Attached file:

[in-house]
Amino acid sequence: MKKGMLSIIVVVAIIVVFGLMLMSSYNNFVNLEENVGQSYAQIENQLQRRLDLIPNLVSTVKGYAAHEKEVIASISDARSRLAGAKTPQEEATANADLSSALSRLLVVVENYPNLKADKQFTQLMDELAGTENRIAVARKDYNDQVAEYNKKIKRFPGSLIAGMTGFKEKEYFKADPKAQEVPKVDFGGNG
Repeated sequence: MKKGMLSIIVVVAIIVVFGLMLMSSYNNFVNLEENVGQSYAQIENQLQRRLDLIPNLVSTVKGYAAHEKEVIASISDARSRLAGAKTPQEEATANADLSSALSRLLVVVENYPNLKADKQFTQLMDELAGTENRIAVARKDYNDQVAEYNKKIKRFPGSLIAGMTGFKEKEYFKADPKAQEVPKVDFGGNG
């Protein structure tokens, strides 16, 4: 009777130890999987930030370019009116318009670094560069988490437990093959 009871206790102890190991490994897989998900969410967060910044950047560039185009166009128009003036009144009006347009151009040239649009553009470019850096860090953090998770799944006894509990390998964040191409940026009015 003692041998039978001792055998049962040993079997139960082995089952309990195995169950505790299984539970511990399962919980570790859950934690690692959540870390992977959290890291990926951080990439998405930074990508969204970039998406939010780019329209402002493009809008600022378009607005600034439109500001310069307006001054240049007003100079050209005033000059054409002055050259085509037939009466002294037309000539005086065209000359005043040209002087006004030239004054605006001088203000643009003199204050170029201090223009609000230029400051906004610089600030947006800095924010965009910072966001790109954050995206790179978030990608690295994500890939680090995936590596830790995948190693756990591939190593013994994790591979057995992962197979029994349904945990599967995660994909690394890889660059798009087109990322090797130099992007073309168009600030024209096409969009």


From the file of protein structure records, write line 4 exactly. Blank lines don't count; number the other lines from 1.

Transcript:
């Protein structure tokens, strides 16, 4: 009777130890999987930030370019009116318009670094560069988490437990093959 009871206790102890190991490994897989998900969410967060910044950047560039185009166009128009003036009144009006347009151009040239649009553009470019850096860090953090998770799944006894509990390998964040191409940026009015 003692041998039978001792055998049962040993079997139960082995089952309990195995169950505790299984539970511990399962919980570790859950934690690692959540870390992977959290890291990926951080990439998405930074990508969204970039998406939010780019329209402002493009809008600022378009607005600034439109500001310069307006001054240049007003100079050209005033000059054409002055050259085509037939009466002294037309000539005086065209000359005043040209002087006004030239004054605006001088203000643009003199204050170029201090223009609000230029400051906004610089600030947006800095924010965009910072966001790109954050995206790179978030990608690295994500890939680090995936590596830790995948190693756990591939190593013994994790591979057995992962197979029994349904945990599967995660994909690394890889660059798009087109990322090797130099992007073309168009600030024209096409969009």